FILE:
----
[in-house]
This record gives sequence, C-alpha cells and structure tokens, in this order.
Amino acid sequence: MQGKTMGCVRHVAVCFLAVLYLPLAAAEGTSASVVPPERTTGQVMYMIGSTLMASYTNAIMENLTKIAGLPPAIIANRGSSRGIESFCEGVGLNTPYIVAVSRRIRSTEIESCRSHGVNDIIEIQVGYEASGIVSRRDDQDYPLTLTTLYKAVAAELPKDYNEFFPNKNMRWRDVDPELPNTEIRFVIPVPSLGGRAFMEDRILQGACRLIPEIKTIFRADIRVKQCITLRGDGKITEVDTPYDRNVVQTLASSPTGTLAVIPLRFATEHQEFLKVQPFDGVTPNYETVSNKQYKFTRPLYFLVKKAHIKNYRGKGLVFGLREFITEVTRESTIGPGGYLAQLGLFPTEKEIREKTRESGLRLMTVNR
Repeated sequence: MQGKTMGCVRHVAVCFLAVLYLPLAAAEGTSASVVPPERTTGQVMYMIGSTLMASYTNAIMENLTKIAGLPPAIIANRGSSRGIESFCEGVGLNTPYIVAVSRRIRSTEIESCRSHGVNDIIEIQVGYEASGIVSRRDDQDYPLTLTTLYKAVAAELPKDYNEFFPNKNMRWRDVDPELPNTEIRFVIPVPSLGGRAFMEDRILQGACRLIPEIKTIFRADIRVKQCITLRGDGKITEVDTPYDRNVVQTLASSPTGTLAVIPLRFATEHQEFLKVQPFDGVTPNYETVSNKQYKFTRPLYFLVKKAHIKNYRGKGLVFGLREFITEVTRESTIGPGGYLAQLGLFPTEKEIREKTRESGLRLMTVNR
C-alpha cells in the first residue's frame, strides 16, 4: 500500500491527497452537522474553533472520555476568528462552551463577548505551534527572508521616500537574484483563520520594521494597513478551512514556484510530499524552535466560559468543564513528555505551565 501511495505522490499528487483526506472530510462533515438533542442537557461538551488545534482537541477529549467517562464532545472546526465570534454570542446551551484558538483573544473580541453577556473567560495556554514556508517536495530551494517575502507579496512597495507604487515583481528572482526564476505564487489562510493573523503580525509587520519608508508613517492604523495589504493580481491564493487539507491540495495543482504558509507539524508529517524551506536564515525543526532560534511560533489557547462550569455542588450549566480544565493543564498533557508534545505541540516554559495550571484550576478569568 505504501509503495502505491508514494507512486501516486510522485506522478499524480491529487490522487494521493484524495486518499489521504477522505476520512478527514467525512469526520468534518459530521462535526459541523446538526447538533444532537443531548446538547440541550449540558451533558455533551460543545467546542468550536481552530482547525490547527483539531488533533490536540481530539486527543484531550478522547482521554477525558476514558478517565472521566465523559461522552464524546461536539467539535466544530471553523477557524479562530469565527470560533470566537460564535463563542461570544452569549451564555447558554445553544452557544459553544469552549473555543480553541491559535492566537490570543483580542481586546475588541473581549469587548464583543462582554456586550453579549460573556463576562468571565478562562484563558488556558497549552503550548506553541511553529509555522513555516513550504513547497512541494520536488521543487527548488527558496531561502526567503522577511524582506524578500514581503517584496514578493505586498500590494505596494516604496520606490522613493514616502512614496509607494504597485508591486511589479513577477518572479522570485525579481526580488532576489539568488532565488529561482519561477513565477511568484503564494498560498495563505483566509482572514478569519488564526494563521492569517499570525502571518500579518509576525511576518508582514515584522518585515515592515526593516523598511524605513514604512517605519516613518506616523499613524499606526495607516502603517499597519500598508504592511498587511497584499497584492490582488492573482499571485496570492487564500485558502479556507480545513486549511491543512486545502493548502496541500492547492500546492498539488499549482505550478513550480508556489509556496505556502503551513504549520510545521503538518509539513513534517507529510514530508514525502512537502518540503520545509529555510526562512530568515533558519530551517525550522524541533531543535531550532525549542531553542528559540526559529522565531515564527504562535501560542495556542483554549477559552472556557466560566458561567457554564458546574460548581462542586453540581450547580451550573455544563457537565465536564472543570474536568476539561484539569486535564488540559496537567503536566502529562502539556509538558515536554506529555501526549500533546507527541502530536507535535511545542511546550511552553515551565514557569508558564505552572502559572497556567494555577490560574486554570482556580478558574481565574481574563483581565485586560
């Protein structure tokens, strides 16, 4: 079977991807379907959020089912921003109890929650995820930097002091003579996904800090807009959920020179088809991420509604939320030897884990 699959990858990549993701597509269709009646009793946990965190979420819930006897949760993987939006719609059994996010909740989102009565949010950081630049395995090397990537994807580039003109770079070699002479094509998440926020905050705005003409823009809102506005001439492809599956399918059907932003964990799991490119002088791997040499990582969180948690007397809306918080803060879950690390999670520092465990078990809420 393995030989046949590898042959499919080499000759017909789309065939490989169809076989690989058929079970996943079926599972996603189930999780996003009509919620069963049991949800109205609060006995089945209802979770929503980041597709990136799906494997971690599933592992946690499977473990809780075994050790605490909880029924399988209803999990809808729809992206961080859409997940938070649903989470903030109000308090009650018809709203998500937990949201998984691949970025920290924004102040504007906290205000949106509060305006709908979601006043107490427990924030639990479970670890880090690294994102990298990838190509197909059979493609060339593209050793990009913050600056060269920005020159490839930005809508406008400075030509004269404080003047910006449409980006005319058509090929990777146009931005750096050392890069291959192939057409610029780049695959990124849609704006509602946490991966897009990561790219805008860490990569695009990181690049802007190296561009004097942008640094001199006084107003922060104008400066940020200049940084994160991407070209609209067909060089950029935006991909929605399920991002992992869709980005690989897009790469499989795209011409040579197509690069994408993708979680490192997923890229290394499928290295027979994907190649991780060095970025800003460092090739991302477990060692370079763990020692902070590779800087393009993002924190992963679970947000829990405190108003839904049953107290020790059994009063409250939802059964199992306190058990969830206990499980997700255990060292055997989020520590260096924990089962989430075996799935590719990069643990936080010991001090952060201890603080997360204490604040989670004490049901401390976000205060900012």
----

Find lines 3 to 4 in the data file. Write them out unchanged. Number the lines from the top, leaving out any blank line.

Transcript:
Amino acid sequence: MQGKTMGCVRHVAVCFLAVLYLPLAAAEGTSASVVPPERTTGQVMYMIGSTLMASYTNAIMENLTKIAGLPPAIIANRGSSRGIESFCEGVGLNTPYIVAVSRRIRSTEIESCRSHGVNDIIEIQVGYEASGIVSRRDDQDYPLTLTTLYKAVAAELPKDYNEFFPNKNMRWRDVDPELPNTEIRFVIPVPSLGGRAFMEDRILQGACRLIPEIKTIFRADIRVKQCITLRGDGKITEVDTPYDRNVVQTLASSPTGTLAVIPLRFATEHQEFLKVQPFDGVTPNYETVSNKQYKFTRPLYFLVKKAHIKNYRGKGLVFGLREFITEVTRESTIGPGGYLAQLGLFPTEKEIREKTRESGLRLMTVNR
Repeated sequence: MQGKTMGCVRHVAVCFLAVLYLPLAAAEGTSASVVPPERTTGQVMYMIGSTLMASYTNAIMENLTKIAGLPPAIIANRGSSRGIESFCEGVGLNTPYIVAVSRRIRSTEIESCRSHGVNDIIEIQVGYEASGIVSRRDDQDYPLTLTTLYKAVAAELPKDYNEFFPNKNMRWRDVDPELPNTEIRFVIPVPSLGGRAFMEDRILQGACRLIPEIKTIFRADIRVKQCITLRGDGKITEVDTPYDRNVVQTLASSPTGTLAVIPLRFATEHQEFLKVQPFDGVTPNYETVSNKQYKFTRPLYFLVKKAHIKNYRGKGLVFGLREFITEVTRESTIGPGGYLAQLGLFPTEKEIREKTRESGLRLMTVNR